Skip to main content

Home/ Future of the Web/ Group items tagged backdoors

Rss Feed Group items tagged

Paul Merrell

Google confirms that advanced backdoor came preinstalled on Android devices | Ars Technica - 0 views

  • Criminals in 2017 managed to get an advanced backdoor preinstalled on Android devices before they left the factories of manufacturers, Google researchers confirmed on Thursday. Triada first came to light in 2016 in articles published by Kaspersky here and here, the first of which said the malware was "one of the most advanced mobile Trojans" the security firm's analysts had ever encountered. Once installed, Triada's chief purpose was to install apps that could be used to send spam and display ads. It employed an impressive kit of tools, including rooting exploits that bypassed security protections built into Android and the means to modify the Android OS' all-powerful Zygote process. That meant the malware could directly tamper with every installed app. Triada also connected to no fewer than 17 command and control servers. In July 2017, security firm Dr. Web reported that its researchers had found Triada built into the firmware of several Android devices, including the Leagoo M5 Plus, Leagoo M8, Nomu S10, and Nomu S20. The attackers used the backdoor to surreptitiously download and install modules. Because the backdoor was embedded into one of the OS libraries and located in the system section, it couldn't be deleted using standard methods, the report said. On Thursday, Google confirmed the Dr. Web report, although it stopped short of naming the manufacturers. Thursday's report also said the supply chain attack was pulled off by one or more partners the manufacturers used in preparing the final firmware image used in the affected devices.
Paul Merrell

UK government is secretly planning to break encryption and spy on people's phones, reve... - 0 views

  • The UK government is secretly planning to force technology companies to build backdoors into their products, to enable intelligence agencies to read people’s private messages. A draft document leaked by the Open Rights Group details extreme new surveillance proposals, which would enable government agencies to spy on one in 10,000 citizens – around 6,500 people – at any one time.  The document, which follows the controversial Investigatory Powers Act, reveals government plans to force mobile operators and internet service providers to provide real-time communications of customers to the government “in an intelligible form”, and within one working day.
  • This would effectively ban encryption, an important security measure used by a wide range of companies, including WhatsApp and major banks, to keep people’s private data private and to protect them from hackers and cyber criminals.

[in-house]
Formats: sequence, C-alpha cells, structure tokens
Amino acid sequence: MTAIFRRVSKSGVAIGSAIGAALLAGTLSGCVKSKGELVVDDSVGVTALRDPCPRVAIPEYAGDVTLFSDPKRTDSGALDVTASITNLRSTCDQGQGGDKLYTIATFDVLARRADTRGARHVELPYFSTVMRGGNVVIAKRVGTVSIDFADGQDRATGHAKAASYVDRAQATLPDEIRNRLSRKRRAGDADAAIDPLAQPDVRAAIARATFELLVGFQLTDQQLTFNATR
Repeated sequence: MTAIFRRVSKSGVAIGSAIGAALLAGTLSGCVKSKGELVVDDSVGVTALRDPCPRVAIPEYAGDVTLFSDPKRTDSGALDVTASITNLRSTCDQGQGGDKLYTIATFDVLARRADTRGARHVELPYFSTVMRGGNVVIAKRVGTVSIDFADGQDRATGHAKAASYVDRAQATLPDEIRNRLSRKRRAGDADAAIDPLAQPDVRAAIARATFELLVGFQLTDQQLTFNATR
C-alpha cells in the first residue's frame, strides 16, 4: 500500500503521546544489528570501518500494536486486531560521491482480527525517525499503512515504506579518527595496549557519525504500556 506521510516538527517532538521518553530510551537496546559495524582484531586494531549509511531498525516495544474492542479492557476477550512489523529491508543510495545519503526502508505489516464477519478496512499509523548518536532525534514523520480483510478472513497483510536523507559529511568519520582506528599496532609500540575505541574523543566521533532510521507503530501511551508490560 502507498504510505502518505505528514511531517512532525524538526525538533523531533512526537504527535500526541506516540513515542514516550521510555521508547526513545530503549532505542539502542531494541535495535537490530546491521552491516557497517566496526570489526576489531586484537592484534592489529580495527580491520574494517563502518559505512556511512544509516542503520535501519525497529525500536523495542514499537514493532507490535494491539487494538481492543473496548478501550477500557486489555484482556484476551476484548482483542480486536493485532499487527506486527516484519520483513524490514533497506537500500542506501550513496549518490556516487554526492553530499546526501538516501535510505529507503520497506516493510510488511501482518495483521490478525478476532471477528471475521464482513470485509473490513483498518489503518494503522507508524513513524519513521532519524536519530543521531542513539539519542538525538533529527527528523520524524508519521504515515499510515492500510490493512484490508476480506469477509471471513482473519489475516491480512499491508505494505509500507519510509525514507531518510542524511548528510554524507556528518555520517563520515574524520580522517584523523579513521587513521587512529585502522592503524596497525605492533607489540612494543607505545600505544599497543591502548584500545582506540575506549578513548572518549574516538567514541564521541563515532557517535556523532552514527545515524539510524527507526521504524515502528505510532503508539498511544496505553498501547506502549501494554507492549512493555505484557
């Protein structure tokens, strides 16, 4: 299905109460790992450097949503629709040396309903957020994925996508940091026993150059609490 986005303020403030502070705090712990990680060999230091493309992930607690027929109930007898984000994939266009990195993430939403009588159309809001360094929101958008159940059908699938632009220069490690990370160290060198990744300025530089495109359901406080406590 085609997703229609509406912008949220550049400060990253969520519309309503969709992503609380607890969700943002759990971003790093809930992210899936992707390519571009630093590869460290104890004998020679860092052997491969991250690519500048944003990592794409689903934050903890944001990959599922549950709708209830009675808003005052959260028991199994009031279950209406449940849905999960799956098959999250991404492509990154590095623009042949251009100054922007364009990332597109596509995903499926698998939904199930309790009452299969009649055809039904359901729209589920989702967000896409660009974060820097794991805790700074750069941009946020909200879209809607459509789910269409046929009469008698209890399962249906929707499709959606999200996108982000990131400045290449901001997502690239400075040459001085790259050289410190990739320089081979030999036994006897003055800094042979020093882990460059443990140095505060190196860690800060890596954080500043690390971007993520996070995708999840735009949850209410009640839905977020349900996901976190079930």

Gonzalo San Gil, PhD.

How to Scan for Rootkits, backdoors and Exploits Using 'Rootkit Hunter' in Linux - 0 views

  •  
    "This article will guide you a way to install and configure RKH (RootKit Hunter) in Linux systems using source code."
Gonzalo San Gil, PhD.

French government rejects crypto backdoors as "the wrong solution" | Ars Technica UK - 0 views

  •  
    "Why can't we have cabinet ministers as clued-up as Axelle Lemaire? by Glyn Moody - Jan 14, 2016 3:22pm CET"
Paul Merrell

China Pressures U.S. Companies to Buckle on Strong Encryption and Surveillance - 0 views

  • Before Chinese President Xi Jinping visits President Obama, he and Chinese executives have some business in Seattle: pressing U.S. tech companies, hungry for the Chinese market, to comply with the country’s new stringent and suppressive Internet policies. The New York Times reported last week that Chinese authorities sent a letter to some U.S. tech firms seeking a promise they would not harm China’s national security. That might require such things as forcing users to register with their real names, storing Chinese citizens’ data locally where the government can access it, and building government “back doors” into encrypted communication products for better surveillance. China’s new national security law calls for systems that are “secure and controllable”, which industry groups told the Times in July means companies will have to hand over encryption keys or even source code to their products. Among the big names joining Xi at Wednesday’s U.S.-China Internet Industry Forum: Apple, Google, Facebook, IBM, and Microsoft.
  • The meeting comes as U.S. law enforcement officials have been pressuring companies to give them a way to access encrypted communications. The technology community has responded by pointing out that any sort of hole for law enforcement weakens the entire system to attack from outside bad actors—such as China, which has been tied to many instances of state-sponsored hacking into U.S systems. In fact, one argument privacy advocates have repeatedly made is that back doors for law enforcement would set a dangerous precedent when countries like China want the same kind of access to pursue their own domestic political goals. But here, potentially, the situation has been reversed, with China using its massive economic leverage to demand that sort of access right now. Human rights groups are urging U.S. companies not to give in.
Gonzalo San Gil, PhD.

Obama advisors: Encryption backdoors would hurt cyber security, Net infrastructure vend... - 0 views

  •  
    "Leaked National Security Council advisory report weighs pros and cons of laws to make encryption keys available to law enforcement"
Paul Merrell

Exclusive: U.S. tech industry appeals to Obama to keep hands off encryption | Reuters - 0 views